Intel’s Core i5-655k and Core i7-875k have left us thoroughly impressed. You’re getting great performance, without being asked to shell out a small fortune.
At stock speeds, Intel’s Core i7 980 Extreme Edition is still the performance leader, but let’s get real, most of us don’t win the lottery, so stop dreaming and focus on what’s real.
When you consider that the retail price for the 875k is just under the £300 mark and then consider that it’s Intel’s unlocked beast of a ‘Black Edition’, it’s clearly a stunningly good choice. It out-muscles the Core i7 920/930 and it does so with cheaper mainboard and memory options. Compare this chip to the original 870, which was both locked and £120 more expensive, and you can see what a great deal it is.
We had great success overclocking this processor on our Intel reference board and couldn’t believe when we managed to get it stable at 4.8ghz, even if it was hitting a toasty 87c under load. I strongly recommend you spend the money on a high end cooler if you want to overclock this processor – and KitGuru recommends the incredible Noctua NH D14 cooler.
Although great value, the Core i7 875k is still a £300 chip. So what about its sibling, the Core i5-655k, which we expect to be a full £100 cheaper – at just under £199?
If Intel hits this price point, then the 655k will be up against the ‘regular’ AMD Phenom II X6 1055T. To make life harder for the X6, that’s also where the Core i7 920/930 chips live. Which are also hard to beat.
While we love overclocking, and had huge success with our engineering review sample, we can’t help but feel that a high frequency overclock does not compensate for a lack of cores. In many cases, for pure gaming, this will be a fantastic choice and I can also imagine the Core i5 655k being bought by hardcore overclockers as a secondary toy just ‘to play with’ – it has such huge overclocking potential, in the right hands.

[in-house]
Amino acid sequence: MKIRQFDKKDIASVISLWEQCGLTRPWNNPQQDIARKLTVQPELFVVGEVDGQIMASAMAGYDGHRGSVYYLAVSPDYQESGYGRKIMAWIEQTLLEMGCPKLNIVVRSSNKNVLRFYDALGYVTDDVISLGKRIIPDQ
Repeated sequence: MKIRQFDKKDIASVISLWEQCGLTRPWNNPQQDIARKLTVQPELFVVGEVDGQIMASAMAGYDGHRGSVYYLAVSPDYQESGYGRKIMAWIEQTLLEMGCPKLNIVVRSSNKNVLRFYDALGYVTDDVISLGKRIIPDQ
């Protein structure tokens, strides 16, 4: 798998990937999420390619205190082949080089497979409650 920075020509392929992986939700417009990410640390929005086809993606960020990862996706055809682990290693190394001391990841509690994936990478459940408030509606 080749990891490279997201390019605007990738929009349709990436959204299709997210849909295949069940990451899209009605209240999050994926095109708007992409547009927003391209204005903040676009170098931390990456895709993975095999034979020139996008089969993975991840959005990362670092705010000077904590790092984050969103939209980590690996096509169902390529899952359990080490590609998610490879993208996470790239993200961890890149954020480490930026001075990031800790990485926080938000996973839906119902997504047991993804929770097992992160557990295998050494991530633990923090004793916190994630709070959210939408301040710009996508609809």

It also has great potential for high end media centers, as it runs relatively cool even when overclocked to reasonable levels. Remember, even if you only clock it to ~ 4.4GHz, this little CPU is actually a match for the X4 965 Black Edition, across a range of tasks, including rendering and encoding. It’s hard not to be impressed, especially when you factor in the modest power draw.
In closing, we feel that the Core i5-655k will become a enthusiasts overclocking toy … yep the guys who love to tweak bioses and try and squeeze every mhz of performance from a chip. I had a great time with it over the last week, and managed to keep pushing it further and further with minor bios tweaks. This is part of the reason this review is a little later than planned. I’ve never seen a processor hit 5Ghz on air. Until now.
But it’s the Core i7-875k that really gets me excited, so much so that it’s actually hard to put into words. As you reach 4.5GHz, this processor starts to give the £850 980X a run for its money, in many tasks. The one I had for review was a particularly good overclocking chip and I managed to get it to 4.8GHz, stable, with air cooling alone in a room where the ambient is around 24 degrees. If I was in the market for a processor, this would be my first choice, because for £300 you really are not going to get anything even close to the overclocked performance. Just make sure you budget a little more for the best cooler you can get your hands on. At reference speeds they are solid performers, but the real joy only comes with breaking the 4Ghz barrier and, trust me, it is not hard at all. Pricing is competitive as well.
With Intel’s ‘Special K’ edition chips. Overclocking is no longer a dark art, just crank the multiplier and add a little voltage. Simple as that.
KitGuru says: Core i5-655k is a ‘fun’ chip, we had so much fun overclocking it. The Core i7-875k is probably the best value for money processor Intel have released this decade. Crank it !!
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